United States District Court, W.D. Pennsylvania
WILLIAM S. STICKMAN IV UNITED STATES DISTRICT JUDGE.
filed a Complaint on March 26, 2019 (ECF No. 1), followed by
an Amended Complaint (ECF No. 26) on August 8, 2019.
Defendant Mag Pitt, L.P. filed its Answer on August 21, 2019
(ECF No. 28), and Defendant Matthew Turko filed his Answer on
September 6, 2019 (ECF No. 35). Defendant City of Pittsburgh
("City") filed a Motion to Dismiss (ECF No. 36) on
September 6, 2019. Briefing on the City's motion has
concluded, and the matter is now ripe for disposition.
motion to dismiss under Federal Rule of Civil Procedure
12(b)(6) tests the legal sufficiency of the complaint.
Kost v. Kozakiewicz, 1 F.3d 176, 183 (3d Cir.1993).
"[A] motion to dismiss may be granted only if, accepting
all well-pleaded allegations in the complaint as true and
viewing them in the light most favorable to the plaintiff, a
court finds that plaintiffs claims lack facial
plausibility." Warren Gen. Hosp. v. Amgen Inc.,
643 F.3d 77, 84 (3d Cir. 2011). The "plausibility"
standard required for a complaint to survive a motion to
dismiss is not akin to a "probability" requirement
but asks for more than sheer "possibility."
Ashcroft v. Iqbal, 556 U.S. 662, 678 (2009) (citing
Bell Atlantic Corp. v. Twornbly, 550 U.S. 544, 556
(2007)). In other words, the complaint's factual
allegations must be enough to raise a right to relief above
the speculative level, on the assumption that all the
allegations are true even if doubtful in fact.
Twornbly, 550 U.S. at 555. Although the Court must
accept the allegations in the Complaint as true, it is
"not compelled to accept unsupported conclusions and
unwarranted inferences, or a legal conclusion couched as a
factual allegation." Baraka v. McGreevey, 481
F.3d 187, 195 (3d Cir. 2007) (citations omitted).
II of Plaintiffs Amended Complaint, which is directed to the
City, is entitled "Violation of the Fourth Amendment for
Unconstitutional Policy and Custom Pursuant to 42 U.S.C.
§ 1983 (As to Pittsburgh)." Plaintiff contends the
City "has a policy and custom of permitting, promoting
and training its police officers to use excessive force
against citizens." See Plaintiffs Amended
Complaint ("Pl'sAm. CompL") ¶ 30. He
further asserts that he "suffered actual physical
injury, as well as emotional distress, humiliation,
embarrassment and pain and suffering because of
Pittsburgh's policy and custom of using excessive force
against citizens without justification or provocation."
See Pl's Am. Compl. ¶ 44.
Court holds that Plaintiff has pled a cognizable claim under
42 U.S.C. § 1983 sufficient to survive a motion to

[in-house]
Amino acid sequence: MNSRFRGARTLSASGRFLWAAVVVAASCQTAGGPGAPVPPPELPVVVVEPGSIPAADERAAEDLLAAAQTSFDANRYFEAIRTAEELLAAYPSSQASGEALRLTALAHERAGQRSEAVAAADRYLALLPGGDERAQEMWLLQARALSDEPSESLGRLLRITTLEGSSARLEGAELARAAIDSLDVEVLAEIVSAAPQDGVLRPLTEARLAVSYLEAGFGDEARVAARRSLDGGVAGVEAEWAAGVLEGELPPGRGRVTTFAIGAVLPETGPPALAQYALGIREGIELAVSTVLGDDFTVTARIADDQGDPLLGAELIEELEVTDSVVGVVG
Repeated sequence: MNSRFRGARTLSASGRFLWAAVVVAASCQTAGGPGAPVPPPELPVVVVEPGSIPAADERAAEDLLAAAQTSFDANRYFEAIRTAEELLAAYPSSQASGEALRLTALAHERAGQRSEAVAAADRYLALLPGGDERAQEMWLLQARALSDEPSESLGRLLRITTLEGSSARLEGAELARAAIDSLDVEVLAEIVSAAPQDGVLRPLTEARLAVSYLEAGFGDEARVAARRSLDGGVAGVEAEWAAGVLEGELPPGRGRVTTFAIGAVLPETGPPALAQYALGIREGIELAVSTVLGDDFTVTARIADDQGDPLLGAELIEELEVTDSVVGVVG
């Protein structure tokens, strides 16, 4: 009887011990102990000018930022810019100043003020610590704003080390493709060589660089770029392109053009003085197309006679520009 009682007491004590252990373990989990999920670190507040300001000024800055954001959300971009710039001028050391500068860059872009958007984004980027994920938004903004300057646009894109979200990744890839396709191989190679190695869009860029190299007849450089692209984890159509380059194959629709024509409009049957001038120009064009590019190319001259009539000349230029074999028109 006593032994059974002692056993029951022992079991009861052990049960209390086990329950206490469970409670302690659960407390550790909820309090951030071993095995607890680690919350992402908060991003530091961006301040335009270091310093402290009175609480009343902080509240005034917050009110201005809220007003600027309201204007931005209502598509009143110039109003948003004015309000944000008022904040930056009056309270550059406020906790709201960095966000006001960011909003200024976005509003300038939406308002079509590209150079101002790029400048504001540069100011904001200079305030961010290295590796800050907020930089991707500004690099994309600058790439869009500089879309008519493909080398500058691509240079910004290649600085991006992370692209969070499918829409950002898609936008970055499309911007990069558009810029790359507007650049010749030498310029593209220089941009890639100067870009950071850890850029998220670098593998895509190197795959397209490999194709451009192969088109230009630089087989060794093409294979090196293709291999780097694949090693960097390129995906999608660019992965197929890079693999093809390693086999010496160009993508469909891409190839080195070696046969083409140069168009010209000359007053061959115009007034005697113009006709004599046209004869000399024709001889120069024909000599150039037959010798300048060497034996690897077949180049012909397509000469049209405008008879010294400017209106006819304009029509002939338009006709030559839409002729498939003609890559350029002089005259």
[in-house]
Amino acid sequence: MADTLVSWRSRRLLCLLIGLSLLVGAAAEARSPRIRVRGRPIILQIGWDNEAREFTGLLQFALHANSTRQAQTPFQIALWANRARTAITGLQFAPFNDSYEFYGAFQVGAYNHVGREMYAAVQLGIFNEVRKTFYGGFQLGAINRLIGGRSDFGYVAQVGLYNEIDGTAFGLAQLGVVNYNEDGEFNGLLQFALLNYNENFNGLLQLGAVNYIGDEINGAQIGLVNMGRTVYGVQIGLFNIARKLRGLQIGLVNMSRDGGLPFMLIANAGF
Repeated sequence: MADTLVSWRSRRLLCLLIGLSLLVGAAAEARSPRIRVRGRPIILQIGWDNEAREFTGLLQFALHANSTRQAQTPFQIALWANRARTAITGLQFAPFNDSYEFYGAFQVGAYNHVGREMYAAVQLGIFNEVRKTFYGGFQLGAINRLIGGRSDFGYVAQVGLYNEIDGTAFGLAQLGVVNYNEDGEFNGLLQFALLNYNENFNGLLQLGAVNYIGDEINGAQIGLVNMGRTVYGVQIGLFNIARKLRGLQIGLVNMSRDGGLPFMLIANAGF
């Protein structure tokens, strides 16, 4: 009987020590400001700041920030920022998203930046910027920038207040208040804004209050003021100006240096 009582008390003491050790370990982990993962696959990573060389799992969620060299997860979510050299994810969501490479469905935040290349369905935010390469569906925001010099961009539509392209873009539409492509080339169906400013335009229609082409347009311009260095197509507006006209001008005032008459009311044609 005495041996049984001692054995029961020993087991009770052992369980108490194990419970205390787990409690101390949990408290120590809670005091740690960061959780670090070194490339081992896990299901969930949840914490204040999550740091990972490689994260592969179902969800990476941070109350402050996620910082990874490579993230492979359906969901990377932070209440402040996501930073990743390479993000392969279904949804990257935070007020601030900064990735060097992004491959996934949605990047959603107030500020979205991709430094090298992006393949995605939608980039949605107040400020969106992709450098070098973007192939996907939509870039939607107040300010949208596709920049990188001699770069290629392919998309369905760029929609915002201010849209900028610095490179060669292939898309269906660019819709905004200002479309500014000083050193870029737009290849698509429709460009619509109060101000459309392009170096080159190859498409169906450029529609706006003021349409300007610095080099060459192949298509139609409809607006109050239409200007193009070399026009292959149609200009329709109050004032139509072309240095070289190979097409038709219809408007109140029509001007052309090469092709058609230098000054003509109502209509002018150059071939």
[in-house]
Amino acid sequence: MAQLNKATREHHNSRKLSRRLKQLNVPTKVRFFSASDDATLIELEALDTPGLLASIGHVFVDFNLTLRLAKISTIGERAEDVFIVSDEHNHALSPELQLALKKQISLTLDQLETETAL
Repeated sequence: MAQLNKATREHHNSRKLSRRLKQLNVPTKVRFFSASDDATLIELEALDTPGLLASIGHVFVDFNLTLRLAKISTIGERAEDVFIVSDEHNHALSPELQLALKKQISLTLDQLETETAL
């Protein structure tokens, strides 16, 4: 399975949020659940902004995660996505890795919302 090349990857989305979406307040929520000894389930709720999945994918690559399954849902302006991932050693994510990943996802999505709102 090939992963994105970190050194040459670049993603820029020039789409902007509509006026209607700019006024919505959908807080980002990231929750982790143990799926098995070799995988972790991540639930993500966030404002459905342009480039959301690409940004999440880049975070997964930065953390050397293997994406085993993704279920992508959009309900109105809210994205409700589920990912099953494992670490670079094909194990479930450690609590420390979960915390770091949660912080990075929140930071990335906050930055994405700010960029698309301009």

dismiss. A municipal entity cannot be held liable pursuant to
§ 1983 under the theory of respondeat superior.
Monell v. Department of Social Services of City of New
York, 436 U.S. 658, 691 (2018). Instead, municipal
entities may only be held liable under § 1983 on (1) an
express municipal policy, such as an ordinance, regulation,
or policy statement, see Monell, 436 U.S. at 694,
(2) a "widespread practice, that although not authorized
by written law or express municipal policy, is 'so
permanent and well settled as to constitute a custom or
usage' with the force of law," see City of St
Louis v. Praprotnik, 485 U.S. 112, 127 (1988) (quoting
Adickes v. S.H. Kress & Co., 398 U.S. 144,
167-68 (1970)), or (3) the decision of a person with
"final policymaking authority." See
Praprotnik, 485 U.S. at 123; see also Pembaur v.
City of Cincinnati, 475 U.S. 469, 481-83 (1986). Count
II of Plaintiff s Amended Complaint asserts the second type
of Monell claim-a custom or usage that violated his
constitutional rights. The recent decision of the Third
Circuit in Estate of Roman v. City of Newark, 914
F.3d 789 (3d. Cir. 2019), outlines the basic requirements of
pleading such a claim. In light of the guidance set forth in
Roman, and viewing the allegations in a light most
favorable to the Plaintiff, the Court holds that Count II of
the Complaint has pled sufficient facts to maintain a claim
that the City has an actionable custom of permitting,
promoting and training its police officers to use excessive
force against citizens. Whether Plaintiff will, ultimately,
be able to prevail on his claim against the City is a
question for another day. At this stage, Plaintiffs municipal
liability claim against the City survives dismissal.
NOW, this 23 day of October 2019, Defendant City of
Pittsburgh's Motion ...